In September of 2008 DH and I made a trip through Yellowstone Park to Cooke City, Montana. From there we drove the switchbacks over Beartooth Pass and then on down to Red Lodge. Although it's been called, "the most beautiful drive in America," it is also intimidating and daunting for the person at the wheel. That's why I let my hubby drive while I gave all kinds of advice and pointed out all the scary and scenic parts as he gritted his teeth and sweat collected on his upper lip.
We left Cooke City just ahead of a storm. We stopped at the Top of The World Store and Motel which was not at the top of the pass. We didn't pause long because, as you can see in this photo, there were already snowflakes in the air.
In a few more miles we were looking at the results of an earlier storm and a highway that zig-zagged up over the crest of the divide.
The road topped out at 10,947 feet before it took us down the face of a cliff and on into Red Lodge. Notice the pole in the background of this photo. It is one of many set along the way to make it possible for snow plow drivers to find the highway during a storm.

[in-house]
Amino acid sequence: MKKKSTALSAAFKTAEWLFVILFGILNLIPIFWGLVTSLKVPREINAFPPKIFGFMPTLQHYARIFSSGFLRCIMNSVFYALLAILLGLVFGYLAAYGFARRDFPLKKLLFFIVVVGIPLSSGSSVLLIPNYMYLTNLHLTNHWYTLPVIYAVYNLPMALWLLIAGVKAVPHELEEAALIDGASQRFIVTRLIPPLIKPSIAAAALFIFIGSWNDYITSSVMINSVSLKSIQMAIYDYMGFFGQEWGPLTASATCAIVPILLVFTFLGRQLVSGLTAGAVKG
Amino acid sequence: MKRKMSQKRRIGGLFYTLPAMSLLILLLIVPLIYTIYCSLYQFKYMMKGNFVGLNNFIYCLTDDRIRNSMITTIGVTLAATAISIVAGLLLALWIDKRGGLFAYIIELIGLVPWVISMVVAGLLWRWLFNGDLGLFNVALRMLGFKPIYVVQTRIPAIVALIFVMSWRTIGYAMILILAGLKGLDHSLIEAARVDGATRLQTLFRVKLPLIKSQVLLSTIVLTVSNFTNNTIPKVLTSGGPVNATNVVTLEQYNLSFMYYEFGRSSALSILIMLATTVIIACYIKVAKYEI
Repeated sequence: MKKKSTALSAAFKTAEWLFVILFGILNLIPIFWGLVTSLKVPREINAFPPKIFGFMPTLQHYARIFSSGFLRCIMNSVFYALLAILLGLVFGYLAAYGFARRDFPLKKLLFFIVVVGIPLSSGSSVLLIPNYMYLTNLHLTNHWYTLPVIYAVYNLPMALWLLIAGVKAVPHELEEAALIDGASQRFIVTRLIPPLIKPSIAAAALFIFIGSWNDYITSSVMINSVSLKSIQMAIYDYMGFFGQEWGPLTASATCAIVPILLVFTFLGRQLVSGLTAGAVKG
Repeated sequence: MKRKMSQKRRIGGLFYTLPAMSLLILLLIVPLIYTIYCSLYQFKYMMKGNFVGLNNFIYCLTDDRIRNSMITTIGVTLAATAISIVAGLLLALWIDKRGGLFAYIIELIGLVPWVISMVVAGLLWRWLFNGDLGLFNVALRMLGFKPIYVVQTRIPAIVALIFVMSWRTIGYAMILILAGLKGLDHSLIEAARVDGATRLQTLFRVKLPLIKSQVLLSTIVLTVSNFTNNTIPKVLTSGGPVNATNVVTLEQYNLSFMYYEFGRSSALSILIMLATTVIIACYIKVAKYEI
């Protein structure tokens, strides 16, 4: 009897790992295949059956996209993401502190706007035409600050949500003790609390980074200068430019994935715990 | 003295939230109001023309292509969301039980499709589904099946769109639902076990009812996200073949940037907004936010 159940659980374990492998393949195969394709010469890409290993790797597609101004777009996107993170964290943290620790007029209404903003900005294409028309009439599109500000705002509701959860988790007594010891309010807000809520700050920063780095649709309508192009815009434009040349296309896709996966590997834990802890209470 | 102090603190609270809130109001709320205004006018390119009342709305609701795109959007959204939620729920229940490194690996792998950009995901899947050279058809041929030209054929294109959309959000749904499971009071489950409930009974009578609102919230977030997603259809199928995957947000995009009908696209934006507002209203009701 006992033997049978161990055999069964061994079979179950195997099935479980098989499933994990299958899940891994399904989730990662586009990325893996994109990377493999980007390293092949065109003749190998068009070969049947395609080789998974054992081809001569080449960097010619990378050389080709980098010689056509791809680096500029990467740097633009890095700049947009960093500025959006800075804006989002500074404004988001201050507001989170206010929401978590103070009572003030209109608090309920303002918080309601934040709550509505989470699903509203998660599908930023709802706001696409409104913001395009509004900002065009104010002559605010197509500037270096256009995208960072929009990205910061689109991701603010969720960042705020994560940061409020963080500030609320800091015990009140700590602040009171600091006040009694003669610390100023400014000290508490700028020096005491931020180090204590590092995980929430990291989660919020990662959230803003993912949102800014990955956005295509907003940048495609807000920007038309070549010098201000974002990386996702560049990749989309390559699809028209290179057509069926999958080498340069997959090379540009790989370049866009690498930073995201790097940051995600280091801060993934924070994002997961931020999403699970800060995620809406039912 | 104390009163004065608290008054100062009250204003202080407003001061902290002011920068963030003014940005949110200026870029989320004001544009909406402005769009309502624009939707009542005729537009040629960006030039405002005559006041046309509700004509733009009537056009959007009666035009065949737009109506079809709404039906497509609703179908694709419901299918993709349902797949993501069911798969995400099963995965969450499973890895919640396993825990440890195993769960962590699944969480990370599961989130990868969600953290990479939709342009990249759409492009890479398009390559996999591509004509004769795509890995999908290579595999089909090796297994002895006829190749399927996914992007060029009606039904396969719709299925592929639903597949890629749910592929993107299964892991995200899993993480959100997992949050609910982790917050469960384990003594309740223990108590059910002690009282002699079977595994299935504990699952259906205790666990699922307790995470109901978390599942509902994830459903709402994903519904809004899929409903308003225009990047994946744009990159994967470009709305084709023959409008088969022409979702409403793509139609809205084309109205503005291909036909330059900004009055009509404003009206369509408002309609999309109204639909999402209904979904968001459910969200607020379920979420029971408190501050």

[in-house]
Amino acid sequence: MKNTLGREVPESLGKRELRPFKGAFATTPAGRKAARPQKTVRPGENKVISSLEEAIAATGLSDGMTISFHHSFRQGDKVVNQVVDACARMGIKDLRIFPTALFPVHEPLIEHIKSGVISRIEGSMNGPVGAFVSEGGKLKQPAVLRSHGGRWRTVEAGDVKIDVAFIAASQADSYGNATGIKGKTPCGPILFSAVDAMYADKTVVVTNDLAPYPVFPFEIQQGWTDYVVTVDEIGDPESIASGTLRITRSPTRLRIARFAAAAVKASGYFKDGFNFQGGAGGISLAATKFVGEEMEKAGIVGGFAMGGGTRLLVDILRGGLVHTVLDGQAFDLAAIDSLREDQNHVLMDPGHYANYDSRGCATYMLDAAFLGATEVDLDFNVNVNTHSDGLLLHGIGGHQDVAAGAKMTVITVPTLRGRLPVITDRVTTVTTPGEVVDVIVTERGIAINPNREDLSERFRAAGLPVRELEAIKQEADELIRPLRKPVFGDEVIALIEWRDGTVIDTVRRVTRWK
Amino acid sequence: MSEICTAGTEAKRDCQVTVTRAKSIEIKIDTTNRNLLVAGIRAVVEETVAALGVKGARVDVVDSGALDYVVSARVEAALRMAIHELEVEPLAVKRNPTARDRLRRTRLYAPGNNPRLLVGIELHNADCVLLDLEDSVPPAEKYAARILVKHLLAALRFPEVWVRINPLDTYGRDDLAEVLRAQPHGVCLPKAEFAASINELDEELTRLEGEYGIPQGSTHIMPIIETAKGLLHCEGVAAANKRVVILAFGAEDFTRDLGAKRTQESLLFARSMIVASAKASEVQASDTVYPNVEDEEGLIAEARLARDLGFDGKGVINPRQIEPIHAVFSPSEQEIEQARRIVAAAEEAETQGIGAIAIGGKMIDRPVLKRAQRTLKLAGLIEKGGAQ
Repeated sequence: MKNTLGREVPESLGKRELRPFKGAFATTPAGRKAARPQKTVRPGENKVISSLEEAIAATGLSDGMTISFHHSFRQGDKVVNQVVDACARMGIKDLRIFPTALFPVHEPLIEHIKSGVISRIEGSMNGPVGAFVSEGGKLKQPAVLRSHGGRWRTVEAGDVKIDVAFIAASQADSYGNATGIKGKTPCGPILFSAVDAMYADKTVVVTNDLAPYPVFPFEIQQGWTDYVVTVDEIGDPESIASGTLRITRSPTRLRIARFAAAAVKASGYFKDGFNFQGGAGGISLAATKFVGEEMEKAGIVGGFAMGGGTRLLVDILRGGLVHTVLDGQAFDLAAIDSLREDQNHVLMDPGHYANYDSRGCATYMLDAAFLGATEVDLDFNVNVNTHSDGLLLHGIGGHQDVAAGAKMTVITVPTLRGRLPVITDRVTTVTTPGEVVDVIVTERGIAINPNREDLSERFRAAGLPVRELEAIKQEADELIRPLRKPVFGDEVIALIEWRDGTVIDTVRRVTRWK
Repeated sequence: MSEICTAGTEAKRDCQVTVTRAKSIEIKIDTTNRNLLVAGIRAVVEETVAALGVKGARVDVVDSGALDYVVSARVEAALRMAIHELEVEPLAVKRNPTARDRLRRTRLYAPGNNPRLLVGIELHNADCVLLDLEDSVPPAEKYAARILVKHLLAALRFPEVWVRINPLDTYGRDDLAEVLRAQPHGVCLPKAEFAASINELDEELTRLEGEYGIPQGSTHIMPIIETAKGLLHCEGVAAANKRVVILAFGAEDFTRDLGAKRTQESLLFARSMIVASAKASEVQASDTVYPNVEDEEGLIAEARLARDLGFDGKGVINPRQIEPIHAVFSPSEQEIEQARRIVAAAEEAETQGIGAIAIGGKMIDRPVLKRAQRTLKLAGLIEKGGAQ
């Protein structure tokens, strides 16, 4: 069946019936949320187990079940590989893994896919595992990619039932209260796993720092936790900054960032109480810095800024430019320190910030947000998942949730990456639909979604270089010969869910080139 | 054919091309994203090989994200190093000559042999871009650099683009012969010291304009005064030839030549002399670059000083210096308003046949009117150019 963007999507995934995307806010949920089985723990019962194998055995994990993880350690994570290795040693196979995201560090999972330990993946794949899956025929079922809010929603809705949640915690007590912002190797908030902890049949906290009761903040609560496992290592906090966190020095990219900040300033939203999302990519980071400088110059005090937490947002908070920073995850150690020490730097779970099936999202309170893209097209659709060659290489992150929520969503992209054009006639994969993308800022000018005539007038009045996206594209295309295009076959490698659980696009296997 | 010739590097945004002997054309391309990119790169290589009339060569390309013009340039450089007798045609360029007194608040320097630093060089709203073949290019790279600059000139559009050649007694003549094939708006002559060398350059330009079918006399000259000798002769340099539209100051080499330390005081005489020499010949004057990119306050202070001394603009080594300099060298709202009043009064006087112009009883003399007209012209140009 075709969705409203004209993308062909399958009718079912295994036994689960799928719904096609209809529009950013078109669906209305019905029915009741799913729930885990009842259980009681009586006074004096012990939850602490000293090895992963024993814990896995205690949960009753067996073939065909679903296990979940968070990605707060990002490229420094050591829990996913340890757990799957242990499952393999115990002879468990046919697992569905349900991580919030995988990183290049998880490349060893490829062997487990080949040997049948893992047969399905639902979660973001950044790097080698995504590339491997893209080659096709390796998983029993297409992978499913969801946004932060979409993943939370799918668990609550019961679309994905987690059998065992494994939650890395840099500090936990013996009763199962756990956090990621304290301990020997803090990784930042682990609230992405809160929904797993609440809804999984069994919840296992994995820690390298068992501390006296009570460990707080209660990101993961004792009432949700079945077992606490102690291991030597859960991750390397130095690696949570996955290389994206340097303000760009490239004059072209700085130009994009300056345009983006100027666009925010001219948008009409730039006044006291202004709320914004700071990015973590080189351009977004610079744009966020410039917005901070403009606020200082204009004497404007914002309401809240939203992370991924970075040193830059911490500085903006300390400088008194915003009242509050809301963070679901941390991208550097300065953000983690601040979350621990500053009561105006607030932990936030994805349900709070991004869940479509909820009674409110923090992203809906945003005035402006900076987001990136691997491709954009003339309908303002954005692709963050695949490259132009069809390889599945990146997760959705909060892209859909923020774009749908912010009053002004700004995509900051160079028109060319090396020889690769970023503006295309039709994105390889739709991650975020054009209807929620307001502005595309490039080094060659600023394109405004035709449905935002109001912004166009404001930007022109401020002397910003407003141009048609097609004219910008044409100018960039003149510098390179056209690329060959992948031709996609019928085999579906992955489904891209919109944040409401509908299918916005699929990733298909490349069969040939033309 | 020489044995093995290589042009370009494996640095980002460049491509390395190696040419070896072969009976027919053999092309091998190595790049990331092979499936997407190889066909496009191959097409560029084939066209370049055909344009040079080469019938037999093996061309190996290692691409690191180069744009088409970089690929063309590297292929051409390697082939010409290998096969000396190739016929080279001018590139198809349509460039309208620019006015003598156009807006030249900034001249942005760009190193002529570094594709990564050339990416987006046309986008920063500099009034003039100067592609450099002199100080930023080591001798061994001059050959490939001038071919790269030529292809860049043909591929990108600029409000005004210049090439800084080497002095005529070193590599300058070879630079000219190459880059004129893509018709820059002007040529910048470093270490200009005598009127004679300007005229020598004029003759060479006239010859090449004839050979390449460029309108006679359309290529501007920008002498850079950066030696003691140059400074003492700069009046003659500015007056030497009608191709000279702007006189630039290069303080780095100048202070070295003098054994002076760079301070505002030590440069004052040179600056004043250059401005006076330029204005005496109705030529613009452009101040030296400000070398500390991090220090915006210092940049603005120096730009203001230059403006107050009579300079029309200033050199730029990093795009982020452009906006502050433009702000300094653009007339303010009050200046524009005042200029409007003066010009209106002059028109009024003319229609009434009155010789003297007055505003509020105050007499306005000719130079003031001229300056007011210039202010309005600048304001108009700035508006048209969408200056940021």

In spite of, and because of the incoming weather, I had DH stop several times so I could jump out and photograph the view from the summit. When I got home I went over the pictures with mixed feelings. Most photos of big places never capture the true impressions.
So the other day, using those photos, I went to work on a watercolor to see if I could capture the perspective and sensation of an approaching snow storm at that altitude.
I chose a 14x18 inch format and started with the distant mountains.
Then I added the middle ground, and the small lake down in the valley.
Today I painted in the snowy foreground and the nearby cliffs. I may tweak it a little more but I think it comes closer to my impressions of the moment than the photos did.